After a couple of years of college life, and getting A’s through C’s consistently, I made another ingenious decision. Why not extend this party another year, and really take advantage of college life? So instead of a 4-year degree that ran me $95K, I took out another $35K in loans (My parents were certainly not paying for a 5th year) and ran the total to a cool $120K. PLUS, for the last couple of years, I only took 3 or 4 classes a semester so I was spending a little more pocket money here and there. All in all, with a degree in probability and statistics in hand, I was $120,000 in debt with no job and nowhere to live in Florida. I think it was the day after graduation where it hit me. “I have to move out in 4 days, and I have nothing.” Ohh what a foolish decision I made.

Well, after some scrambling, I found a nice apartment in Miami (I love my family and I love them even more 1,200 miles away, so going home wasn’t really an option). A month later, I landed a job with a restaurant as a GM so I thought I had done pretty well in such a short period of time. Then, six months after I graduated, the inevitable happened. I started to get 10-12 pieces of mail a month saying I owed money!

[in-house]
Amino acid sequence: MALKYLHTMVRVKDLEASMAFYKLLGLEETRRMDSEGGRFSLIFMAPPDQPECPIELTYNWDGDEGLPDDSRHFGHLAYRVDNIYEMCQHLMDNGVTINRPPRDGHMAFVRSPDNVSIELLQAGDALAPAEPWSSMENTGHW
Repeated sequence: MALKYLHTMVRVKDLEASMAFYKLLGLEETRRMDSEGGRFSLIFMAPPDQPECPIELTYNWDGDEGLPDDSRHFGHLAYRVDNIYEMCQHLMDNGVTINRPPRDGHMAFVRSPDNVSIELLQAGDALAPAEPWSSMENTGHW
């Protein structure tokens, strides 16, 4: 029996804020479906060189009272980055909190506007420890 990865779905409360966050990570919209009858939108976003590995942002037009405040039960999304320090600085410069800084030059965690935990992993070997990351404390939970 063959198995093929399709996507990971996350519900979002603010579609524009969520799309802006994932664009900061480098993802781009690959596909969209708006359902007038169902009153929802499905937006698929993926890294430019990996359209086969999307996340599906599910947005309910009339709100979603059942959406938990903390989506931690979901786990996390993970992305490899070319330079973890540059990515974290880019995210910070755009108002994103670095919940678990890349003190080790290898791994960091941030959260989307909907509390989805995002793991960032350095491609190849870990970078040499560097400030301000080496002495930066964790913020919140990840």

I knew the day was coming that my loans would be in repayment mode but I was hoping all 17 loans (That’s right, 17) would simply forget about me. As luck would have it, they didn’t forget and when you added up all 17 payments, I owed close to $1,600 a month. Could I afford half that amount, no, so I scrambled again to figure out my options. I first calculated what I could afford, which was around $600 a month then looked into forbearance and deferment options, also looking into consolidations. My credit was in the tank because of my debt ratio, so I quickly learned that consolidation was not an option, even with a worthy cosigner. After getting all of the forbearances and deferments I could for now, I was able to meet my minimum payments for now. Unfortunately, I knew that this wouldn’t last because when all of the loans were once again in repayment, I was a dead duck.